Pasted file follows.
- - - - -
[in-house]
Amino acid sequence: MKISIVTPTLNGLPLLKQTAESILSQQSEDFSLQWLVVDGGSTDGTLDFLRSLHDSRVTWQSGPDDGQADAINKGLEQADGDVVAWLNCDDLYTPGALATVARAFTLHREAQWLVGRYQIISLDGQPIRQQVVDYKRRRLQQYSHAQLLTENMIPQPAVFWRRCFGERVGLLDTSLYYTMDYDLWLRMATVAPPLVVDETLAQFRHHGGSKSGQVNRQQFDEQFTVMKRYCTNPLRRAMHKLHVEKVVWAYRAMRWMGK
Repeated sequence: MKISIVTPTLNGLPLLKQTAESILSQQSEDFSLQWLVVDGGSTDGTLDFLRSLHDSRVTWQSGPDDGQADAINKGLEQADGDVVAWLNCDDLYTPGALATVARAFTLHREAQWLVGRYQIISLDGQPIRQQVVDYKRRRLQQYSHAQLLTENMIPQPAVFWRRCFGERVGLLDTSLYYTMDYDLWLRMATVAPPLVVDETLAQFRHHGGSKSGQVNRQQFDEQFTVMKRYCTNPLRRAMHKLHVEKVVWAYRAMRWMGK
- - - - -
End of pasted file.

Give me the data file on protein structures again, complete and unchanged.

[in-house]
Amino acid sequence: MKISIVTPTLNGLPLLKQTAESILSQQSEDFSLQWLVVDGGSTDGTLDFLRSLHDSRVTWQSGPDDGQADAINKGLEQADGDVVAWLNCDDLYTPGALATVARAFTLHREAQWLVGRYQIISLDGQPIRQQVVDYKRRRLQQYSHAQLLTENMIPQPAVFWRRCFGERVGLLDTSLYYTMDYDLWLRMATVAPPLVVDETLAQFRHHGGSKSGQVNRQQFDEQFTVMKRYCTNPLRRAMHKLHVEKVVWAYRAMRWMGK
Repeated sequence: MKISIVTPTLNGLPLLKQTAESILSQQSEDFSLQWLVVDGGSTDGTLDFLRSLHDSRVTWQSGPDDGQADAINKGLEQADGDVVAWLNCDDLYTPGALATVARAFTLHREAQWLVGRYQIISLDGQPIRQQVVDYKRRRLQQYSHAQLLTENMIPQPAVFWRRCFGERVGLLDTSLYYTMDYDLWLRMATVAPPLVVDETLAQFRHHGGSKSGQVNRQQFDEQFTVMKRYCTNPLRRAMHKLHVEKVVWAYRAMRWMGK